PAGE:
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I have a list of 6700 IDs, stored in an Excel file, that I want to search in the Database. I have a query like this:

select distinct RespondentID,  QuestionID,Condition
from RespondentProfiles (nolock) 
where RespondentID in (10286334,13988335, 18834444,26134155, 8658775)
and QuestionID in (113) 

And my IDs are the RespondentIDs above, they look like thus:

10286334,
13988335, 
18834444,
26134155,
 8658775,
 1616806,
 3470656,
30981782,
29302573,
29043779,
12899462,
 7420528,
17040183,
26129711,
19542507

Excel says that it can save as comma-separated values. But I wasn't able to do this(i.e I want a text file with all the values, comma-separated) then I'd cut & paste into the query. Which would look a bit ugly no-doubt but I think it's feasible, or is it too slow?

thanks!

share|improve this question
1  
I've done this loads of times; it works fine. I'd take the DISTINCT out though; that's likely to slow it down. If those three fields aren't already unique (which I'd guess they are), doing a GROUP BY on them will still be faster. – Braiba Jul 10 '12 at 15:34
    
@Braiba - OK cool, I'll use GROUP BY rather than DISTINCT – Coffee Jul 10 '12 at 15:35
1  
@Braiba, distinct is exactly as fast as group by. It is the same. – usr Jul 10 '12 at 15:35
2  
Why are you doing this with an Excel file? Get your list into the database first, then run queries against it. – Aaron Bertrand Jul 10 '12 at 15:39
1  
@usr I've had instance where DISTINCT worked out ~10 times slower, although admittedly I have no idea why this would be the case. – Braiba Jul 10 '12 at 16:34
up vote 1 down vote accepted

Well - for a list of IDs there isn't really another way to cherry pick a load of them

If the question is speed - then it's going to be as fast as the indexes allow it to be. Is RespondentID a clustered key/index?

If so it shouldn't be too bad as it will just be a load of index seeks - and the clustered index (if it is one) should cover this query

share|improve this answer
    
I'm not sure I understand the 'clustered index' terminology, let me read up! thnks – Coffee Jul 10 '12 at 15:34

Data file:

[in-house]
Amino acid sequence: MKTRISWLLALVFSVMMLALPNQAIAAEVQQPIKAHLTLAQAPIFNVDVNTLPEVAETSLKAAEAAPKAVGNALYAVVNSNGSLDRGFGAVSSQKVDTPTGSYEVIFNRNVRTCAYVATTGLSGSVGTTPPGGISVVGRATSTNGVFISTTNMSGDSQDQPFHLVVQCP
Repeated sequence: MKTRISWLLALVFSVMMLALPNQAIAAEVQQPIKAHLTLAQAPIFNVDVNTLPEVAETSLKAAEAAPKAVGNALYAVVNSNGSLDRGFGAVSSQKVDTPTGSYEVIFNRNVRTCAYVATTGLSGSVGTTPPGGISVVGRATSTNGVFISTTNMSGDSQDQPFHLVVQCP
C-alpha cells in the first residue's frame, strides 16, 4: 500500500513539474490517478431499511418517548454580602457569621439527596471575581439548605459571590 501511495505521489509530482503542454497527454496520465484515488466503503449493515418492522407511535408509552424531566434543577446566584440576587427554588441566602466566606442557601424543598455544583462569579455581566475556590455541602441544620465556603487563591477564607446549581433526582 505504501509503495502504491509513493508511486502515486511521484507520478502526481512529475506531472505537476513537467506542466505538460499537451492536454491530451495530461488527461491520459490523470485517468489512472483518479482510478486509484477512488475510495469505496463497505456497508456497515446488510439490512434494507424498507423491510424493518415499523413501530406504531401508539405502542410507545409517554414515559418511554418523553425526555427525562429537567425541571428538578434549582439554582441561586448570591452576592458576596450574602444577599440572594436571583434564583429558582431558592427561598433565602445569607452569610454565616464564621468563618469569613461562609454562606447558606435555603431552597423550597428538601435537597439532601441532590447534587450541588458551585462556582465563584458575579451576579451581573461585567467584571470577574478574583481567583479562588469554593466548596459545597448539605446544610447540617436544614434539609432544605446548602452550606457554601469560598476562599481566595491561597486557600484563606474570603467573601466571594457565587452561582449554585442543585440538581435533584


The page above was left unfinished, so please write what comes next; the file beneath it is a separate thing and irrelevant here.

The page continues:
A clustered index is usually the primary key on a table - i.e. is the RespondentID an index or primary key? – Charleh Jul 10 '12 at 15:34
    
OK I just checked - it's an index, because the first column(#1) is ID, then it's RespondentID , then another column called QuestionID – Coffee Jul 10 '12 at 15:38
1  
No an indexed column is a column with an index on it - an index is basically a way for Sql to quickly find data. If you place an index which covers your query on the table the data access can be many times faster. When you run your query in Management Studio, there's an option you can turn on called 'Show Actual Execution Plan'. This shows you what SQL did to get the data, and the cost associated with the operations. In this execution plan you might see some table scans if indexes aren't used. Scans are generally not as quick as seeks (generally!). Might be worth reading up on indexes – Charleh Jul 10 '12 at 15:45
1  
Have a look at this link as it explains indexes quite well: odetocode.com/Articles/70.aspx (it's a bit old but it gives you the basics). After looking at that, might be worth looking at the new stuff in SQL2005+ like included columns etc – Charleh Jul 10 '12 at 15:47

In the above query, if you have QuestionID indexed, the server will find the rows where QuestionID is 113 using the index. It will then scan all rows where QuestionID is 113 and see if the RespondentID is in the list of IDs, using a binary search.

So, if there are 100 rows where QuestionID is 113, it will scan all 100 rows, but not the entire data set.

You could speed this up with a covering index, so that the server would use an index scan as opposed to a table scan. Simply create a compound "covering" index on QuestionID, RespondentID, and Condition, in that order.

There may be some limitation on the size of the covering index, depending on the size of the columns. If you post your schema, we can provide more detailed answers.

share|improve this answer
    
MySql might do that but Sql 2008 might do something else! – Charleh Jul 10 '12 at 15:42
1  
@Charleh, sorry, SQL 2008 works the same way with regard to indexes and covering indexes. I changed my answer. Thanks for catching that. – Marcus Adams Jul 10 '12 at 15:47
1  
Haha yeah I know I was just poking you to see if you were awake :D – Charleh Jul 10 '12 at 15:53
    
Thank you very much Marcus - I will study up on covering indexes – Coffee Jul 10 '12 at 15:54

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